A precisely observed, superbly crafted novel, The End of the Point by Elizabeth Graver charts the dramatic changes in the lives of three generations of one remarkable family, and the summer place that both shelters and isolates them.
A place out of time, Ashaunt Point - a tiny finger of land jutting into Buzzards Bay, Massachusetts - has provided sanctuary and anchored life for generations of the Porter family, who summer along its remote, rocky shore. But in 1942, the U.S. Army arrives on the Point, bringing havoc and change. That summer, the two older Porter girls - teenagers Helen and Dossie - run wild. The children's Scottish nurse, Bea, falls in love. And youngest daughter Janie is entangled in an incident that cuts the season short and haunts the family for years to come.
As the decades pass, Helen and then her son Charlie return to the Point, seeking refuge from the chaos of rapidly changing times. But Ashaunt is not entirely removed from events unfolding beyond its borders. Neither Charlie nor his mother can escape the long shadow of history - Vietnam, the bitterly disputed real estate development of the Point, economic misfortune, illness, and tragedy.
An unforgettable portrait of one family's journey through the second half of the twentieth century, The End of the Point artfully probes the hairline fractures hidden beneath the surface of our lives and traces the fragile and enduring bonds that connect us. With subtlety and grace, Elizabeth Graver illuminates the powerful legacy of family and place, exploring what we are born into, what we pass down, preserve, cast off or willingly set free.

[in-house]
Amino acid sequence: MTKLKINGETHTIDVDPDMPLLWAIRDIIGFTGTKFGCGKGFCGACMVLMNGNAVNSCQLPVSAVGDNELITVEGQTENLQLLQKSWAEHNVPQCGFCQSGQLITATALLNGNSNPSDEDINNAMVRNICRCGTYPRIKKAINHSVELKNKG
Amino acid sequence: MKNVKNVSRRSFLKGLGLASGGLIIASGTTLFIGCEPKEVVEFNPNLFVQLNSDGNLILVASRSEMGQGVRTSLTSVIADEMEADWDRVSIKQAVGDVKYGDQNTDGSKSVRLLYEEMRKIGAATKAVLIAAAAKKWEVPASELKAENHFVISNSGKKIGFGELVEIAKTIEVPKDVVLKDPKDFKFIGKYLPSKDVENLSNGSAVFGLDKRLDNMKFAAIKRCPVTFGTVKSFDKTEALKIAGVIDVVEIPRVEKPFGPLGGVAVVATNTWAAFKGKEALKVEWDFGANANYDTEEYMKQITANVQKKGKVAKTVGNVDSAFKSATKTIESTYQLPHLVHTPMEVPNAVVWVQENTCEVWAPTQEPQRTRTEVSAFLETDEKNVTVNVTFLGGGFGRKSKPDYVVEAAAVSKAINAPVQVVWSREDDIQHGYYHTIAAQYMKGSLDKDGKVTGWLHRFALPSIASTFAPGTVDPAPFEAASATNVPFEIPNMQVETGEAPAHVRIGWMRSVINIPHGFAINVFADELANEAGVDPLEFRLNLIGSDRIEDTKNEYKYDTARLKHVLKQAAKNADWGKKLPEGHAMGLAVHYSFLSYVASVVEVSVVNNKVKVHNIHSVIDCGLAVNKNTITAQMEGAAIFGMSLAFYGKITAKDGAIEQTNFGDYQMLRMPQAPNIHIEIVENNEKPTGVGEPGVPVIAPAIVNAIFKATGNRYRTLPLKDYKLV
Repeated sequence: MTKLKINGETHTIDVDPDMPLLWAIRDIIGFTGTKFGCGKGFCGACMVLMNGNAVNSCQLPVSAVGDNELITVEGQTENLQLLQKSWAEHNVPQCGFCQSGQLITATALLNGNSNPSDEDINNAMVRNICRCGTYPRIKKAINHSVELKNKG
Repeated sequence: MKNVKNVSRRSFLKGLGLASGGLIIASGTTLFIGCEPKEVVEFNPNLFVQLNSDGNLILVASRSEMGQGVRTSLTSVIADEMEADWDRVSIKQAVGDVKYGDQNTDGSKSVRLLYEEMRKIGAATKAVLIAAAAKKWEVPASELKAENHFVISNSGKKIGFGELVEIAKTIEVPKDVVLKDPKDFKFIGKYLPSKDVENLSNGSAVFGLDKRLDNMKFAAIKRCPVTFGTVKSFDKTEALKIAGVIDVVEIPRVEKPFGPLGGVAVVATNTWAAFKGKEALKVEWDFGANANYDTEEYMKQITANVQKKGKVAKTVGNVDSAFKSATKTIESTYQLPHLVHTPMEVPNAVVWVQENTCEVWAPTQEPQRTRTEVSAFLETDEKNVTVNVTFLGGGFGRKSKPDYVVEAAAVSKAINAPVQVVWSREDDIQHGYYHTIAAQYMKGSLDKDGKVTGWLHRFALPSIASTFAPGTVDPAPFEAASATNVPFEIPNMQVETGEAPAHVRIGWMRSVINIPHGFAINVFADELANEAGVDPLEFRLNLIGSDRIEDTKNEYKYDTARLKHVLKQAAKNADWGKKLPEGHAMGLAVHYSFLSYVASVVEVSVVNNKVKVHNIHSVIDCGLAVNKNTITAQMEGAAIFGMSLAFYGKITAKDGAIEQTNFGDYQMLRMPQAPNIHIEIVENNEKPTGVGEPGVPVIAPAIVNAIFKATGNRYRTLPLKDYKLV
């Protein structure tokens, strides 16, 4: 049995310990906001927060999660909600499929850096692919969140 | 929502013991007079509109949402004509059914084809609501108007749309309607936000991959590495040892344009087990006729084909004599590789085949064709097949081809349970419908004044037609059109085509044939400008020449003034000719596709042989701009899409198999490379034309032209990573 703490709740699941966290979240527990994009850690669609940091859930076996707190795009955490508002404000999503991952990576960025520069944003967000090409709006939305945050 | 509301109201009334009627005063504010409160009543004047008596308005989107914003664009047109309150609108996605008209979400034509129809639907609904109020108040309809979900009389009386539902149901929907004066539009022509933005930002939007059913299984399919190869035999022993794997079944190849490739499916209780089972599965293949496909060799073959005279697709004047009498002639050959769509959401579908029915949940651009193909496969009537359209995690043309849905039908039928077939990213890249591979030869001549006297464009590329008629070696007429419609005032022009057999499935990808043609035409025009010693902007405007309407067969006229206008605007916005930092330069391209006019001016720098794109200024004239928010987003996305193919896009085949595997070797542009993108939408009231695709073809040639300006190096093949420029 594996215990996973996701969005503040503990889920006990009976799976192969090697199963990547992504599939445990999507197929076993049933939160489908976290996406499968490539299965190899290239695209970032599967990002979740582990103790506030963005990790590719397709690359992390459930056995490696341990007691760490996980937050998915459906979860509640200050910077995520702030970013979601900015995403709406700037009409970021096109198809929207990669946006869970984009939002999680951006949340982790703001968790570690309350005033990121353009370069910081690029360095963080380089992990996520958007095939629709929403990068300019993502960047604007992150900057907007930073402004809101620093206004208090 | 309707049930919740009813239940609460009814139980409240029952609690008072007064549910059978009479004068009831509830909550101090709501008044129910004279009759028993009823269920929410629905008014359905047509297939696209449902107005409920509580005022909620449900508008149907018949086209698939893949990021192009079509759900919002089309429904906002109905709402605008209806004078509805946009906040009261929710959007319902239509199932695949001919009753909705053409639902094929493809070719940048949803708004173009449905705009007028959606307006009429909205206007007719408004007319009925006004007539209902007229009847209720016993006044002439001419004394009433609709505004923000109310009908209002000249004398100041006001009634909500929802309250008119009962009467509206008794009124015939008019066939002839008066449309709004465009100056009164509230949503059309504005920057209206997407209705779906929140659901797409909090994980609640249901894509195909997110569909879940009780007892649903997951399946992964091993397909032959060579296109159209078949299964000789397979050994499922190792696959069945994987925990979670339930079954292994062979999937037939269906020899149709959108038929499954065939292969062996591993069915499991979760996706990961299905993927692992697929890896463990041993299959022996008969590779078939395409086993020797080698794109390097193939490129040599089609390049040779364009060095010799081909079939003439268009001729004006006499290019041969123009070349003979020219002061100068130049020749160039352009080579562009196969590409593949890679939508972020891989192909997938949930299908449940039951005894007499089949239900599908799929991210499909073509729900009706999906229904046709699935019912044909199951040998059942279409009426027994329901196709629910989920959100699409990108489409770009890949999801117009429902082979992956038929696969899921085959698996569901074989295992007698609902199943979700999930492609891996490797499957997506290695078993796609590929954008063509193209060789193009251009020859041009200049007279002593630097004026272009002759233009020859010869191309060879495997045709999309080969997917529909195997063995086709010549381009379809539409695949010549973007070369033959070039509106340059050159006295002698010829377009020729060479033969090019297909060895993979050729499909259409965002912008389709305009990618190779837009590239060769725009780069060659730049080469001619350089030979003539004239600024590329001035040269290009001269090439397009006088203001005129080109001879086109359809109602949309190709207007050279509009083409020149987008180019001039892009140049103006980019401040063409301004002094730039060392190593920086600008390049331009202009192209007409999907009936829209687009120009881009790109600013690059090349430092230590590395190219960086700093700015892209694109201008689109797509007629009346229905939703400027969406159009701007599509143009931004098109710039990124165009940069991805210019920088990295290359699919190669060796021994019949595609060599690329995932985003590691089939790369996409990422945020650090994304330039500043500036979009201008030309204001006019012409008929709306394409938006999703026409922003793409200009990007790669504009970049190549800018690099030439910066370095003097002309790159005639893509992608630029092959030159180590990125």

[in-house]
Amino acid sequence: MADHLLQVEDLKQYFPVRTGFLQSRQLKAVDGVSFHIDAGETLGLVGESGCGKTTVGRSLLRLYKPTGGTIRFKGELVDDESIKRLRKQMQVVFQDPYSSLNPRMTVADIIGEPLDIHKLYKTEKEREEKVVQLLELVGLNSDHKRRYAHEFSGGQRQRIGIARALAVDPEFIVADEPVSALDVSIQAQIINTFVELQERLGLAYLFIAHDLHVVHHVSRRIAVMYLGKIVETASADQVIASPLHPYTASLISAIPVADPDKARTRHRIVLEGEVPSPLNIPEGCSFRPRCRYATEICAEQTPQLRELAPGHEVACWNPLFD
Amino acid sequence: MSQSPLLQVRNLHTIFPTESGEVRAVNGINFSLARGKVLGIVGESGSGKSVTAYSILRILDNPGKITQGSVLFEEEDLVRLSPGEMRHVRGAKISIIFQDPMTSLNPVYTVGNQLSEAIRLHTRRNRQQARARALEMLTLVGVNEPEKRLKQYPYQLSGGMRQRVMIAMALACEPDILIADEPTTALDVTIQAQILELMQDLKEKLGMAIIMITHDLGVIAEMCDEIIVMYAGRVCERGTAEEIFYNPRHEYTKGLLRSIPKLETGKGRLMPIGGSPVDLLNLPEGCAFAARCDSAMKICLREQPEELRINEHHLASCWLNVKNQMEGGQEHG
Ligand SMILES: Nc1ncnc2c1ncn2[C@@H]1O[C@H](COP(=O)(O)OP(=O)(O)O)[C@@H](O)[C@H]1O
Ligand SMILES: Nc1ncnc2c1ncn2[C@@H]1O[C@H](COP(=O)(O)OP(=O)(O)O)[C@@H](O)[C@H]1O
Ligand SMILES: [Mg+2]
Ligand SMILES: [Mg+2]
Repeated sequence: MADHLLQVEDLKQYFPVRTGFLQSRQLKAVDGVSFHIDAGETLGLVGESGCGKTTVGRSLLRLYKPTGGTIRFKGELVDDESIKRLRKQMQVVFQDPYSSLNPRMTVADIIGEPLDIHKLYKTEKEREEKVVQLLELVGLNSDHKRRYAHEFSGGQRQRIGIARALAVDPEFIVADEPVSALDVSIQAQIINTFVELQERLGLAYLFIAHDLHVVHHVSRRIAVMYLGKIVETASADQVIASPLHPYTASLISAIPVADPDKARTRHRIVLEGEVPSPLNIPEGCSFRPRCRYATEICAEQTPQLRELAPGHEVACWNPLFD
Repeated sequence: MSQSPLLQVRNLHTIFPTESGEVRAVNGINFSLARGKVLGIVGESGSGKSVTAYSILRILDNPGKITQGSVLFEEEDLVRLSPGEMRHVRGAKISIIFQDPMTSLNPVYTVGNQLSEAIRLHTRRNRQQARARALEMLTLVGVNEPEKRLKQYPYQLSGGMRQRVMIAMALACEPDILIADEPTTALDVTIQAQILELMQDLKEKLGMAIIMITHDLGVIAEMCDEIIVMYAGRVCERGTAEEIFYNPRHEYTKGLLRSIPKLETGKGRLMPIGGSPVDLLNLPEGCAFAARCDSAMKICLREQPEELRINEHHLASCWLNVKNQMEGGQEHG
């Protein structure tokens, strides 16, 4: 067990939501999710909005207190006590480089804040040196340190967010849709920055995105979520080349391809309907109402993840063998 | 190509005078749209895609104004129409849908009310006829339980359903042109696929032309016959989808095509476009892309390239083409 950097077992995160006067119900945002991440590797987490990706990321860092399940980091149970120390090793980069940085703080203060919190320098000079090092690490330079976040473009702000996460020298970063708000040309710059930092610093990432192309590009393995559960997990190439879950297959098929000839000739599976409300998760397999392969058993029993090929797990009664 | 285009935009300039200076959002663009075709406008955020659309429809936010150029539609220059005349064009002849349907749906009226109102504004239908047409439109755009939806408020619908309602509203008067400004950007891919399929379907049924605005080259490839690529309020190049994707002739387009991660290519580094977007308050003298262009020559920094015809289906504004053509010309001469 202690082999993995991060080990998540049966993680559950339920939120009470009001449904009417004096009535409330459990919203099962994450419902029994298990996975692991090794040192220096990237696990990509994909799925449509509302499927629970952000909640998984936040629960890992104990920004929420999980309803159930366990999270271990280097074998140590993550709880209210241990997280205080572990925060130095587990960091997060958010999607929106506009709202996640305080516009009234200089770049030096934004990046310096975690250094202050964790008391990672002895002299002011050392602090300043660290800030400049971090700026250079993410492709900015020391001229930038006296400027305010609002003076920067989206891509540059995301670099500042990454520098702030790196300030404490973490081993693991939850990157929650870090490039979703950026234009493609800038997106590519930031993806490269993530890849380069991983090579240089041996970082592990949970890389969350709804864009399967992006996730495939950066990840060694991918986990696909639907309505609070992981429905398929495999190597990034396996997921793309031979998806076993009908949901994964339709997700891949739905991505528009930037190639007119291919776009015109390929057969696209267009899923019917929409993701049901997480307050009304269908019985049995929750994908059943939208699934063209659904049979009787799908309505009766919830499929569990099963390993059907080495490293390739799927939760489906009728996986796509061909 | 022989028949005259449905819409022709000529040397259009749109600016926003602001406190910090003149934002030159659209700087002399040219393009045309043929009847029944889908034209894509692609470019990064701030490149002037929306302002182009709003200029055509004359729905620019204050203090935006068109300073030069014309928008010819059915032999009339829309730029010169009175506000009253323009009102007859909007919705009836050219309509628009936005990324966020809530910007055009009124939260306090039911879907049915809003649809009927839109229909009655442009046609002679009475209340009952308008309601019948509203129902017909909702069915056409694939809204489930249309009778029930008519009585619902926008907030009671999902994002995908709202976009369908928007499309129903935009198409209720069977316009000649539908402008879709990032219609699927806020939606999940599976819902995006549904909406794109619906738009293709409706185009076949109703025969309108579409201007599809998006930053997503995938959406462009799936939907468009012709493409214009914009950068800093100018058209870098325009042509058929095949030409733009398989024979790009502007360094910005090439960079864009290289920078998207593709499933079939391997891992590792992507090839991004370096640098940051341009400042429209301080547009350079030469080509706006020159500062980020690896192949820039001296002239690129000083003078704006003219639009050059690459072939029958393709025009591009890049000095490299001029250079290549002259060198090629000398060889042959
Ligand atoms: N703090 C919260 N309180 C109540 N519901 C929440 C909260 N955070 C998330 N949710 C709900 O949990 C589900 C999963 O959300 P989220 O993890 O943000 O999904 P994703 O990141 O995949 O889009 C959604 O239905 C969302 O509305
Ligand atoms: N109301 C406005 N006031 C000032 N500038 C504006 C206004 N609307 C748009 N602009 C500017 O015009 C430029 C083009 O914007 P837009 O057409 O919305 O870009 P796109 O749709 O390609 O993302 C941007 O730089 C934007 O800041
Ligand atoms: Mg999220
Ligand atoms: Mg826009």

The End of the Point
On the stillest, emptiest days, you can almost but not quite imagine the place when it was lived on by its earliest people, the trapping and fishing, tying and smashing, the waves the same, the rocky beaches too, but no army base, no bisecting road or fighter planes up from Otis Air Force Base, Code Red. No houses unheated, built for summer, or mansions with heat, Wi-Fi and central air. No blinking eye on a metal gate (no gate). Neither headstones nor written alphabet. Later: Here Lies John Cornell. Here Lies Tabitha Brown. Here, a stone fishing weir at the foot of the creek. Here, a summer wetu; inside, a woman labors upright, giving birth. Did they dunk the baby in the creek, wrap him in a new red blanket, dress him, as he grew, in a pair of woolen breeches? One year, they had to find another place to grow him into a man.
A deed appointed to be recorded. New Plymouth. November the 29th 1652.
Know all men by these Presents, that I, Wesamequin, and ...
The End of the Point is poetic and profound. Again and again, Graver's characters either articulate or exemplify the idea that, whether they understand why or how, it's only at Ashaunt Point that they are truly themselves at their most authentic, largely removed from the dramas that might characterize the rest of their lives. Readers will likely come away from Graver's novel reflecting on the special places in their own lives, longing to reconnect with or revisit them, to introduce their meaning and beauty to new generations.
(Reviewed by Norah Piehl).
Full Review (739 words).
Elizabeth Graver's novel is set on a (fictional) point jutting out into Buzzards Bay, which borders Massachusetts and is tucked in between the southwest coast of Cape Cod, Plymouth and Bristol Counties on the mainland. New Bedford, which was the world's leading whaling port in the nineteenth century, is the most major city on the bay.
Buzzards Bay was, as Graver suggests in her forward, originally occupied by the Wampanoag tribe and was sold to a group of thirty-four Colonial shareholders in 1652 for "30 yards of cloth, 87 moose skins, 15 axes, 15 hoes, 15 breeches, 8 blankets, 2 kettles, one cloak, 2 English Pounds in Wampum, 8 pairs of stockings, 8 pairs of shoes, 1 iron pot, and 10 shillings." The bay was given its name by colonists ...
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